Empirical research in this field has underlined the diversity of the cohabitation population, the existence of the common law marriage myth and the lack of consensus on the best way forward for reform of the law in England and Wales. Against the backdrop of the English Law Commission’s on-going project on cohabitation law, this article will explore the reasons found by recent research for people’s choice of cohabitation over marriage, the interrelationship between commitment and economic vulnerability and the tension (...) in feminist debates as to whether an extension of rights for opposite-sex cohabitants that are analogous to married spouses (either by an opt-in model or opt-out model) might be an appropriate solution or a reinforcement of patriarchal marriage values. It will also consider, given recent research findings and other initiatives aimed at raising awareness about the legal differences between different styles of cohabitation relationship, law’s dual and conflicting role in shaping regulated family structures whilst both protecting vulnerable family members inside and outside such structures and at the same time also offering socially acceptable standards of dispute resolution in this most personal of spheres. (shrink)
This paper focuses on successful reform strategies invoked in parts of the Muslim world to address issues of gender inequality in the context of Islamic personal law. It traces the development of personal status laws in Tunisia and Morocco, exploring the models they offer in initiating equality-enhancing reforms in Bangladesh, where a secular and equality-based reform approach conflicts with Islamic-based conservatism. Recent landmark family law reforms in Morocco show the possibility of achieving ‘women-friendly’ reforms within an Islamic legal (...) framework. Moreover, the Tunisian Personal Status Code, with its successive reforms, shows that a gender equality-based model of personal law can be successfully integrated into the Muslim way of life. This study examines the response of Muslim societies to equality-based reforms and differences in approach in initiating them. The paper maps these sometimes competing approaches, locating them within contemporary feminist debates related to gender equality in the East and West. (shrink)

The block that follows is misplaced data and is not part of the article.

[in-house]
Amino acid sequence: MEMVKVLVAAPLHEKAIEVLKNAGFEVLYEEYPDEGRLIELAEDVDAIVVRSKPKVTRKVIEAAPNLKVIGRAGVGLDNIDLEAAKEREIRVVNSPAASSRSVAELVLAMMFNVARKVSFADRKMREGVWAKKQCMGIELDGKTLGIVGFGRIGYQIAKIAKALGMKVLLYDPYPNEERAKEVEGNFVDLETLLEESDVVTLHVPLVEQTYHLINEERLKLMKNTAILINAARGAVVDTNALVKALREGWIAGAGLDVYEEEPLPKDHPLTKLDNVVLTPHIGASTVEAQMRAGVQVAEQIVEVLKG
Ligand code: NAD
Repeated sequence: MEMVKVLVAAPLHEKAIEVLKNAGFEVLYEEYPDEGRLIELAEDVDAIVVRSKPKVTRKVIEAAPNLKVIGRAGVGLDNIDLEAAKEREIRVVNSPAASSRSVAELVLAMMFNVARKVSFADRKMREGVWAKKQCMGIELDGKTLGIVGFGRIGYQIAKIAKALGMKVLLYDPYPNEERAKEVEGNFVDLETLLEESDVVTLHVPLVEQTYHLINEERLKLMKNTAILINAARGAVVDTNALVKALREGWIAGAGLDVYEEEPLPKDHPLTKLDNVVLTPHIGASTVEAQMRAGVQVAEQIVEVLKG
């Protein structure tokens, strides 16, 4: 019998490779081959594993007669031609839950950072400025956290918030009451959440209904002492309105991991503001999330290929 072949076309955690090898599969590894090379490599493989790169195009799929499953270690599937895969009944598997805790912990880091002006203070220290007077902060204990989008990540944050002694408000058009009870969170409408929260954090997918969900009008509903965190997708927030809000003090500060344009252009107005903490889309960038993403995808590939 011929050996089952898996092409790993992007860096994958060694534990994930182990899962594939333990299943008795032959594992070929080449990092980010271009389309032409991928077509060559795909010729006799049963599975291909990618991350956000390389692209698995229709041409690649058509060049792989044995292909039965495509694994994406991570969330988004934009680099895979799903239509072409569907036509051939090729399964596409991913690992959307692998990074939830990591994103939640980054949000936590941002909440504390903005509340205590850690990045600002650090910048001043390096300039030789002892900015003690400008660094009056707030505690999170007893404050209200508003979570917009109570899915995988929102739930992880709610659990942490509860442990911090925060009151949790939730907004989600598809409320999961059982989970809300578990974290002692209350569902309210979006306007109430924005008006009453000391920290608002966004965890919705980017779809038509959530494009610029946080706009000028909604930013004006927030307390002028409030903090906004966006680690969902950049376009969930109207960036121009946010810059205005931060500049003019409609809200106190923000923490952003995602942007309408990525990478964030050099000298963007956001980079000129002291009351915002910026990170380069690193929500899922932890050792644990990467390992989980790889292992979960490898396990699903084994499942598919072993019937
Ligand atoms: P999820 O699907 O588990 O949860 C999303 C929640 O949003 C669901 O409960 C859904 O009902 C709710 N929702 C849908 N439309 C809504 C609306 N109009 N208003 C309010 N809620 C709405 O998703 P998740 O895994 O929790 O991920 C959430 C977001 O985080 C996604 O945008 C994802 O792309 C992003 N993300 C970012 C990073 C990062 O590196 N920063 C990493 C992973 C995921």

This paper compares and critically comments upon certain aspects of the Canadian Law Reform Commission Report,Euthanasia, Aiding Suicide and Cessation of Treatment, and the United States Presidential Commission Report,Deciding to Forego Life-Sustaining Treatment. It focuses on their positions on euthanasia and on the general principles, values, and procedures that ought to govern practices of foregoing life-sustaining treatment. The paper first comments on the recent debate over the moral relevance of the killing/letting die distinction, since this issue appears crucial in (...) assessing the rationality of the current, absolute prohibitions of direct killing in medical contexts, embodied both in law and in codes of ethics. This issue bears upon a question in the closing section—whether the withdrawal of foods and fluids is ever morally permissible. (shrink)
Alstin, Zac At a March lecture in Canberra, Australian ethicist and pro-abortion activist Dr Leslie Cannold, spoke about the 'unfinished business' of abortion law reform in Australia. A frustrated friend sent me the transcript of this lecture and asked me to write something in response. But given the context of Cannold's lecture: a pro-abortion speech to a pro-abortion audience about pro-abortion law reform, a direct response seems impertinent. Plus, as a rule of thumb, when you play 'Pin the (...) Tail' on a live donkey you're liable to get a kick in the teeth. It makes more sense to take Cannold's speech at face value as evidence of an abortion activist's self-imposed mission in our society. To attack her for saying what she believes is perhaps in Cannold's own words "like blaming a leopard for having spots.". (shrink)